Alligator at The Tropicana- Atlantic City, NJ

Alligator at the Tropicana

I meet a group of friends on the first Saturday of the month in south Jersey right near the Atlantic City airport. This month they wanted to meet an hour earlier which was fine for me as I was heading to Philly afterward to see a friend for the night and Sunday morning. While en-route, I learn tonight won’t work well for Philly but morning will still be ok.

“Great you’re here, catch up quick because we’re leaving soon.” A strange welcome but apparently I’m the one who forgot about the show tonight. The Dead cover band Alligator was playing at the Tropicana in Atlantic City for free. It was only a 2-hour show so we all wanted to make it there on time.

Atlantic City is a shell of a town. The last scene of Boardwalk Empire should have been a slow dissolve to its modern state. The Tropicana is one of the few hotels still around. The others are still standing but are empty and probably worth more in scrap than in real estate. Once inside, the Trop is like any other casino. No windows, no clocks, confusing pathways, bluehair tourists, over-priced stores of useless products, and gaggles of bridesmaids dodging stacks of bros.

The show was in what typically would serve as a meeting room for a convention. They had built a stage and brought in two bars. We were given mardi-gras beads with a guitar pendant on it and ushered in passed security (no pat-down or metal detectors) to the box of a room made of movable walls. Lights projected dead-esque images on the wall. A jolly roger, some roses, a random skeleton, a sea turtle (not a terrapin), a cowboy, and a bridge that looked a lot more like the Verazzano than the Golden Gate. Two sets of chairs sat in rows of 10 and formed a V in front of the stage. Oddly, they were mostly full. Some people looked like fans and others looked like they were there because it was free.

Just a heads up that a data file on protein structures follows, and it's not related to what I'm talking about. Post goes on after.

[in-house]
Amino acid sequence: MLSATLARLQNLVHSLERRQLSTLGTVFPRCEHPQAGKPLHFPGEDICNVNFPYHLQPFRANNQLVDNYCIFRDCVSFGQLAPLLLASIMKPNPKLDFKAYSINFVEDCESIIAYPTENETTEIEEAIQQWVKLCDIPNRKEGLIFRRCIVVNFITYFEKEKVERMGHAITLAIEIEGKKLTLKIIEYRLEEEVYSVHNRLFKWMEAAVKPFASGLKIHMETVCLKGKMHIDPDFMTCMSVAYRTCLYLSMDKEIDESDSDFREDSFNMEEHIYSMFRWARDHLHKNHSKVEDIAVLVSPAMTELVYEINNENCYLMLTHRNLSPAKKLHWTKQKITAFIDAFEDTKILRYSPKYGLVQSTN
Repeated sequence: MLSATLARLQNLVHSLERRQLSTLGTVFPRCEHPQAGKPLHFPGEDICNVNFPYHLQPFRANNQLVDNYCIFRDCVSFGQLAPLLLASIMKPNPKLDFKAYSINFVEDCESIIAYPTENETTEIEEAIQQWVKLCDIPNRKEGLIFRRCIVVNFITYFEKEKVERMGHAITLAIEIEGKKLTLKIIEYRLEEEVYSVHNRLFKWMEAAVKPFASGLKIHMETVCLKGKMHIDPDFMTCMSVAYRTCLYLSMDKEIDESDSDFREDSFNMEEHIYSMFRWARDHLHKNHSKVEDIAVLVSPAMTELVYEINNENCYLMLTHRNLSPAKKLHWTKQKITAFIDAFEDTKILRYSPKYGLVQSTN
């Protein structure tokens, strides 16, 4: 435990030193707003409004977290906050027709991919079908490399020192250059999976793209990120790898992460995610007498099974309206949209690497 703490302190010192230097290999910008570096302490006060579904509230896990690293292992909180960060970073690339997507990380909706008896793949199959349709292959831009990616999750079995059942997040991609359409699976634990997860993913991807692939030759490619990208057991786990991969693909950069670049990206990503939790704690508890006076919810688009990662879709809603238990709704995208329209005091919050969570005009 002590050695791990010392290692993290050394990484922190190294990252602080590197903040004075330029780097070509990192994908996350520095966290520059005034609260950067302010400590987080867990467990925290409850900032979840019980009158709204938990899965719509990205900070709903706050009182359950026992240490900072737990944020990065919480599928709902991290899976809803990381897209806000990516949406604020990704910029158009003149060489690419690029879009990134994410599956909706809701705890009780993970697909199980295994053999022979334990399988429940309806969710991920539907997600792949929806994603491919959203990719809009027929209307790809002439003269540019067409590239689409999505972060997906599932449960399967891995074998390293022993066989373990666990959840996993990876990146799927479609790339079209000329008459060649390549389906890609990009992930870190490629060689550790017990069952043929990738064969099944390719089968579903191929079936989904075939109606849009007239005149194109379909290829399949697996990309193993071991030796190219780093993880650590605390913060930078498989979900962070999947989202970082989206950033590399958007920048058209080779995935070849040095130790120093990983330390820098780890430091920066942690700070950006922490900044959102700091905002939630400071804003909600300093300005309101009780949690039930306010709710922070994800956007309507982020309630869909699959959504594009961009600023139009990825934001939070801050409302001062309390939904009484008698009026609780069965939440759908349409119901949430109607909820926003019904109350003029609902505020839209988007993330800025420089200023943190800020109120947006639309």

There was no chance we were going to sit. More than fans and dancers, we became social content for people in the chairs. We danced into their text conversations, Instagram feeds, and facebook posts. I can only imagine the comments about us. Here’s a video of them watching us:


Throwing Stones brought more people to the dance floor. By the end of the show, the floor was packed. The setlist was dynamic and included some songs I rarely hear from cover bands including Mountains of the Moon. We joked about the pop nature of the rest of the setlist. Lots of songs featured on Skeletons in the Closet and a Touch of Grey encore solidified that sentiment.

They playing was solid, the sound was better than the Sweetwater 420 festival I saw last month, and ending at 10 left us time for a local bite. Free shows are always great. Even if it’s not a miracle show, there is still some added excitement. A free surprise show is an extra bonus. But nothing beats a free, surprise show surrounded by new and old friends dancing to tunes you love as social media fodder for old casino goers.


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